I have a serious love/hate relationship with writing; it’s something that I love to do, and something that (for some crazy reason) I feel called to do… the part that I hate is where I press the “publish” button. If you’ve read any of my previous posts, you’ve probably noticed that the things I write about are “personal.” I write about my own life, things that are deeply significant to me; the things that weigh heavy on my heart, and the things that keep me up at night.
When I start to write something I believe God has put on my heart to share, there is something that often stands in my way. It is the voice in my head that whispers, “this is too personal to share on a blog, where anyone could read it… this is something you should reserve for your journal, or maybe a conversation with a really close friend (but probably not… it’s probably too personal for that).” It’s the fear that maybe I share too much, maybe I’m too vulnerable with my writing.
And more often than I would like to admit, those thoughts cause me to press the delete button on my laptop, and try to come up with something less “personal” to write about.
But recently, I took the time to stop and ask myself why I write, why I pour out my heart on this weird thing called a “blog,” for whoever cares to read it… What’s the goal or purpose of it all?
And the answer? The answer is two little words; me too.
There’s a quote by C.S. Lewis that says:
Friendship is born at that moment when one person says to another: ‘What! You too? I thought I was the only one.’
There is a degree of connection that occurs when two people learn that they share something in common; a favorite band, the same hometown, a mutual friend… The moment when someone says, “Hey, me too!” is the moment where friendships can be born.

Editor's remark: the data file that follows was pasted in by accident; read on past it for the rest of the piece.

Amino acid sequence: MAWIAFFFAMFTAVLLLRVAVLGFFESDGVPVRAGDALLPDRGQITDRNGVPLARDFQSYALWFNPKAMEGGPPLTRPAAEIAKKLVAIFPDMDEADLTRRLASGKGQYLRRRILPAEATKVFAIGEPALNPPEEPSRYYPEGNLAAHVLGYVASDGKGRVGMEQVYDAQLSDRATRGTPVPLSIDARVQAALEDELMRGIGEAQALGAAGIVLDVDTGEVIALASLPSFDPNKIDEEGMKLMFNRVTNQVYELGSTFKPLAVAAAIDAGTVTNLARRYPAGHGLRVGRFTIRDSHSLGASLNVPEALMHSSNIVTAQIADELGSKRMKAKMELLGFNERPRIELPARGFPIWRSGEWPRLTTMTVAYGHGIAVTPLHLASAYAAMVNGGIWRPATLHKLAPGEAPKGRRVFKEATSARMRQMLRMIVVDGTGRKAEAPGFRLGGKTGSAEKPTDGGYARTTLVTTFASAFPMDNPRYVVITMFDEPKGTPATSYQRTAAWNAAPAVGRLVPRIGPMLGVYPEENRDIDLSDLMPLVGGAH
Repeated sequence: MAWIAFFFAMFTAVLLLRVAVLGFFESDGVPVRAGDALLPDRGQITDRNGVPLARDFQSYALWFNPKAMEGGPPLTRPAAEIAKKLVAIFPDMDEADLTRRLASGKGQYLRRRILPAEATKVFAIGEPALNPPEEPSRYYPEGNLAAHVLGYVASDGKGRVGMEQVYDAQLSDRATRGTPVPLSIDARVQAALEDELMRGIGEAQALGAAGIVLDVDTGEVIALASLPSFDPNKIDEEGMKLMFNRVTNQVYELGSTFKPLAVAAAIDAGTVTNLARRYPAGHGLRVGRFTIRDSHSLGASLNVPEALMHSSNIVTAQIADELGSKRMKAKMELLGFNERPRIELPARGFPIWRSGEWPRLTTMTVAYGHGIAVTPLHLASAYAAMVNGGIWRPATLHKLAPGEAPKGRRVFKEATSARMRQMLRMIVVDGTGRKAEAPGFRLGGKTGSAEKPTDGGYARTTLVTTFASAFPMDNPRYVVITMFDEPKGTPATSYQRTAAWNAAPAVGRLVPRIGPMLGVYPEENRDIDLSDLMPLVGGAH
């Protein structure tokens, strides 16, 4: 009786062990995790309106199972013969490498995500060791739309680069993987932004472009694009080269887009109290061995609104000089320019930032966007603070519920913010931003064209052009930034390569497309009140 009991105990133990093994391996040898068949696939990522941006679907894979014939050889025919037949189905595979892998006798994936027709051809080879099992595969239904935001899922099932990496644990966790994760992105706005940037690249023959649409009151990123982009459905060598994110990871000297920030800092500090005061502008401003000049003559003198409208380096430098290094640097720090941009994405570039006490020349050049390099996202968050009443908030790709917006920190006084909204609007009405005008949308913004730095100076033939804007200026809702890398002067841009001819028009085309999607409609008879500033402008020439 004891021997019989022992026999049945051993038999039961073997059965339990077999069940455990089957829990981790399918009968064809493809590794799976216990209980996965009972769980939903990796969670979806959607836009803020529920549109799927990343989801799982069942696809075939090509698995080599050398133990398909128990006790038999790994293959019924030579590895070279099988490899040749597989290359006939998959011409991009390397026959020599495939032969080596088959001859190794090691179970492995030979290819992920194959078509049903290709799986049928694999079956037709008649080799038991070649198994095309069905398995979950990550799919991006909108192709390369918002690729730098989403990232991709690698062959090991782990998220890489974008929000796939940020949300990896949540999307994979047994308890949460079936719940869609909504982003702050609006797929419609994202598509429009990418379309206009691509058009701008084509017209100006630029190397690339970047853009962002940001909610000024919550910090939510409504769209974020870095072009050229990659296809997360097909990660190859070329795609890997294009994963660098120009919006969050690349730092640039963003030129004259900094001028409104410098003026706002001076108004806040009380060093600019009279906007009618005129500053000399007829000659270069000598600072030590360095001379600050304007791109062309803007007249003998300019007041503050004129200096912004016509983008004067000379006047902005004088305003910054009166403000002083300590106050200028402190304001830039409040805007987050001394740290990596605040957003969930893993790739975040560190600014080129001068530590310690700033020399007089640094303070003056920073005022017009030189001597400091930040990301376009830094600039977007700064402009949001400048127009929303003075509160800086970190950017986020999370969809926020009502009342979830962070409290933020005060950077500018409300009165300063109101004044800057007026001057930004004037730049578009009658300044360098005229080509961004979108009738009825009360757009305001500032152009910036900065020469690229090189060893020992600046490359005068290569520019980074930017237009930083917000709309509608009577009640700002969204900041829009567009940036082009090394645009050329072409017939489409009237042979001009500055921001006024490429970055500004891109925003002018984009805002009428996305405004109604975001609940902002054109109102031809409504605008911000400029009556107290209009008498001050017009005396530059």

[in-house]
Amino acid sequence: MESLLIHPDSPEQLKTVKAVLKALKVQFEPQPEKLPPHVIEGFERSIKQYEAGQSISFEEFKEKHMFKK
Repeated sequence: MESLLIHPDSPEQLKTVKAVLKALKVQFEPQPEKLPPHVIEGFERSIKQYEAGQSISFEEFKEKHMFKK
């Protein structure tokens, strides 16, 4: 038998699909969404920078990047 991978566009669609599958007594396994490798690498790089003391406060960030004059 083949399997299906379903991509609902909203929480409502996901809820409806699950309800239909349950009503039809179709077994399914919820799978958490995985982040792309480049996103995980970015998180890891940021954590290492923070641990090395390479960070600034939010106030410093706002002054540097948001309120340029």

But what I’m getting at is something deeper than that.
We are a culture that is very connected, as social media allows us to bring hundreds of “friends” into even the most mundane aspects of our lives. We share our “highlight reels,” and think that “likes” equate to being known. As Christians, we share bible verses and inspirational quotes, hoping to “be a light.” These things are all well and good. Social media has allowed me to keep in touch with a number of people I would’ve otherwise been completely disconnected from, and I’ve been greatly encouraged by reading a timely verse or quote on my Facebook news feed from time to time.
While there is nothing inherently wrong with these things, there is a risk of being placated by them. You see, we are a generation that is very connected, giving the illusion of being known, while in reality many of us feel incredibly alone.
For all the technological advances in the past decade, the desire for human connectedness remains. Ten years ago, slightly over one out of 10 Americans self-identified as lonely. Today, that number has doubled – a paradoxical reality in the full swing of the social media age. (Barna Group)
In this age of social media, we risk settling for sharing neatly packaged quotes with a world that really needs to hear our hearts. And, as a whole, I fear we’ve been deceived into believing that what the world wants and needs is the “fireside and hot cocoa devotionals,” the #blessed, and the highlights of how great a life with Jesus is. Don’t get me wrong, these things are great! But we cannot let ourselves lose sight of the fact that what we really need is EACH OTHER.